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Police press release led to complaint against weekly

A weekly newspaper court report which was based on information from a police press release led to a complaint to the Press Complaints Commission.

Jean-Pierre Bestel complained to the press watchdog that that the Gravesend Reporter had published a report regarding his conviction for mortgage fraud which contained errors in breach of clause one of the Editors’ Code of Practice, which covers accuracy.

He argued that the newspaper has misreported his pleas and certain details of particular offences committed.

The information used in the story had been supplied by Kent Police media services.

The newspaper accepted that, contrary to the information in the press release, the complainant had entered a ‘not guilty’ plea with regard to an allegation that he sent forged documents to and from his brokers and banks in 2008 and that those particular charges were not progressed in court.

The complaint was resolved when the newspaper removed the online article.

Other recently resolved cases from the PCC involving regional and local newspapers include the following:

Gunter v Guernsey Press & Star

Mr Mark Gunter complained under Clause 1 (Accuracy) about an inaccurate reference to his previous conviction for possession of indecent images.

The matter was resolved when the PCC negotiated the publication of the following correction:

Further to our 17 and 18 February coverage of the Court of Appeal decision to reduce the sentences of paedophiles Paul Towers and James Wicks, following an earlier successful appeal by Mark Gunter, we would like to clarify the following. Mr Gunter’s sentence, which was for possession and not the making of indecent images (as was that of Mr Towers and Mr Wicks) was reduced on appeal after it was found by the court that Level 5 images (sadism or bestiality) should have been treated as Level 1 images (depicting erotic posing with no sexual activity). In these circumstances it would be wrong to suggest Mr Gunter’s offences were at the top end of the scale.

A woman v The Argus

A woman complained under Clause 1 (Accuracy) about an article which had implied that she had complained about the noise produced by a neighbour. The complainant said that she had not spoken to a reporter, the police, the council or other neighbours about the noise.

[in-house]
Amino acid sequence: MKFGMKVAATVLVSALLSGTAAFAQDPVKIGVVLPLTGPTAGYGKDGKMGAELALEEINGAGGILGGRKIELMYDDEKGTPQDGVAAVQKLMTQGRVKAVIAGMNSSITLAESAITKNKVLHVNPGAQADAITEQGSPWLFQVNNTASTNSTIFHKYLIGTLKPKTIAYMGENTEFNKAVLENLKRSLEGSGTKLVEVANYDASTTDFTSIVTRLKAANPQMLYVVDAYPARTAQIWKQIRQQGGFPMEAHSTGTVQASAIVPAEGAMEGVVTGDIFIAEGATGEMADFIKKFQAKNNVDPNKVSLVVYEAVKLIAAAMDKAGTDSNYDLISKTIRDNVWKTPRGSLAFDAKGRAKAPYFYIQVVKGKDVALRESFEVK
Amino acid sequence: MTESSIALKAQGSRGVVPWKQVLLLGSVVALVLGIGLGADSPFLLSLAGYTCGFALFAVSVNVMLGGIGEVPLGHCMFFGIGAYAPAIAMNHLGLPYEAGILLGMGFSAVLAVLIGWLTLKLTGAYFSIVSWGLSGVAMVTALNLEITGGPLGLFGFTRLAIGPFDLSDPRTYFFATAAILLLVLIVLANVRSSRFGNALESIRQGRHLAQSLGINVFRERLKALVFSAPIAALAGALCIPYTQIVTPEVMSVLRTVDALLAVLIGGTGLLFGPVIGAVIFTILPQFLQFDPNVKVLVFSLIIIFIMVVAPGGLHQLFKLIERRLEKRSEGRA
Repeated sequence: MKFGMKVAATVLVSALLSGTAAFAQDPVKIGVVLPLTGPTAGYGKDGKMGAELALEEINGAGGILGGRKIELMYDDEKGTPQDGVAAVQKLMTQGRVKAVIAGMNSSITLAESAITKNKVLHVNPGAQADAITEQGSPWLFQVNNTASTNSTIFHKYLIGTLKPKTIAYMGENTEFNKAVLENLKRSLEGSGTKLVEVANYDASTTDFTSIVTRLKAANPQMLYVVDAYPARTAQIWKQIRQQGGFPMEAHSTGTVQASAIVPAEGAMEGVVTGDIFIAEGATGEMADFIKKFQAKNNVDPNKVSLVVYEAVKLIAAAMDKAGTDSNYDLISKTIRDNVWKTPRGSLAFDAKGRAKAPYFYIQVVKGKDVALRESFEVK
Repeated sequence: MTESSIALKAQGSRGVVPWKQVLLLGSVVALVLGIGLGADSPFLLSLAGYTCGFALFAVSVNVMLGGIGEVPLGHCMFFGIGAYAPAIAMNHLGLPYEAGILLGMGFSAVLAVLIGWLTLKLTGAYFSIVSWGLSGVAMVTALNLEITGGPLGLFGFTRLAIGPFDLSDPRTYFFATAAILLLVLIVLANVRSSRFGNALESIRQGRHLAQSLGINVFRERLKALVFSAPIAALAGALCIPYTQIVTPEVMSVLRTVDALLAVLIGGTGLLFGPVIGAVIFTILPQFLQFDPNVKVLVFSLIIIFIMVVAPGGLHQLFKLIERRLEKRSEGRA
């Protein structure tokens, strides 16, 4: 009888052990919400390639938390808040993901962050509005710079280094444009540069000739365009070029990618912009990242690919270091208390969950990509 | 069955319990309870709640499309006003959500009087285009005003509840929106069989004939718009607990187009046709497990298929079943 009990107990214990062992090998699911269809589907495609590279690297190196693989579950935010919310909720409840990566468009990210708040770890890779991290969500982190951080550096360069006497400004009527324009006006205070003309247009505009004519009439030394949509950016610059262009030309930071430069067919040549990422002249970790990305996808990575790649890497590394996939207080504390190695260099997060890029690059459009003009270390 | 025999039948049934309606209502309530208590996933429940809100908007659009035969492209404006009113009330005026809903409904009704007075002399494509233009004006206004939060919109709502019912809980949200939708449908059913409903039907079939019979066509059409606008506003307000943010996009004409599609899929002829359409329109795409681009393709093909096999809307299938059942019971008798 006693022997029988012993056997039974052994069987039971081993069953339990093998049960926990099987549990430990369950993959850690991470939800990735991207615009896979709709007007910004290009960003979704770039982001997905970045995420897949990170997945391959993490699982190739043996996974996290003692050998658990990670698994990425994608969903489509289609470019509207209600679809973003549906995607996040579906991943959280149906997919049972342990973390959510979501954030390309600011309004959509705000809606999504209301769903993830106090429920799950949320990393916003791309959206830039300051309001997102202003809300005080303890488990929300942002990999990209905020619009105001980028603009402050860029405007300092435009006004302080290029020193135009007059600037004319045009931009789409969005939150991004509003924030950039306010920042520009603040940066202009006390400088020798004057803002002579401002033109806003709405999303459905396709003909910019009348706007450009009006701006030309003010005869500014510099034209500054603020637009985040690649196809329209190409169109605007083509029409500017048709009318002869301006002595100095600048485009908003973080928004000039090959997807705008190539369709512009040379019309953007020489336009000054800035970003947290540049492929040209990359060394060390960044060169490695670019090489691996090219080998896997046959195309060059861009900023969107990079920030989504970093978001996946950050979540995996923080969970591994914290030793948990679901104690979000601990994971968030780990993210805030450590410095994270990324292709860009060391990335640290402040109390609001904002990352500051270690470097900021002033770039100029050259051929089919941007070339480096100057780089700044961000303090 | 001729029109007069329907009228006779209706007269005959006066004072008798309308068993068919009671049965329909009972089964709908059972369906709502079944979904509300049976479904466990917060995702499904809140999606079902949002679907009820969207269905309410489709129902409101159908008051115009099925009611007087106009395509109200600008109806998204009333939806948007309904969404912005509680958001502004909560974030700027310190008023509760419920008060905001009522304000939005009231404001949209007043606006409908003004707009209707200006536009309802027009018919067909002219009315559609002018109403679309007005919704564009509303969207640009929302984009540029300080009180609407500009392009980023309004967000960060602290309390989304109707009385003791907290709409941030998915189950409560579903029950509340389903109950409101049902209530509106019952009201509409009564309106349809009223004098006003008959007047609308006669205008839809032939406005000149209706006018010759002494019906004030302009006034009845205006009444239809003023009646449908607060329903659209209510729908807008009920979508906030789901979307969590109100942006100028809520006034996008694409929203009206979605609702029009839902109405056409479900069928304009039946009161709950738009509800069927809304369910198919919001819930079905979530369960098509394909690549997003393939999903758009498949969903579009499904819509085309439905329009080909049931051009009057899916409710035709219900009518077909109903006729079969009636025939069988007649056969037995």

The complaint was resolved when the PCC negotiated a written apology from the newspaper.

Aldridge v The Hunts Post

Mr Jem Aldridge, on behalf of Autogas Ltd, complained under Clause 1 (Accuracy), saying the newspaper had published misleading information in associating a photograph taken of an Autogas liquefied petroleum gas (LPG) tank involved in a car accident, with the comments raised in the article. In particular Autogas considered that a reasonable person reading the article could be misled as to the health and safety compliance of the company.

The complaint was resolved when the PCC negotiated the removal of the photograph from two online articles.

Croydon Council v Croydon Guardian

Croydon Council complained under Clause 1 (Accuracy) that the newspaper had misrepresented a cut to the council’s funding of its Family Justice Centre. The newspaper incorrectly claimed that a central Government grant would make up the shortfall in the funding to the centre; in fact, the cut in council funding had been made only after the Government grant had been received and therefore there had been no shortfall in funding.

The complaint was resolved when the newspaper offered the council the opportunity to submit a letter for publication in which it could set out its position.

A man v WalesOnline

A man complained under Clause 1 (Accuracy) that a historical online article documented the opening of his trial for an alleged drugs offence but failed to report that he was later released with no charges brought.  The complainant considered that readers would have been misled and was concerned about potential damage to his reputation.

The complaint was resolved when the newspaper removed the online article.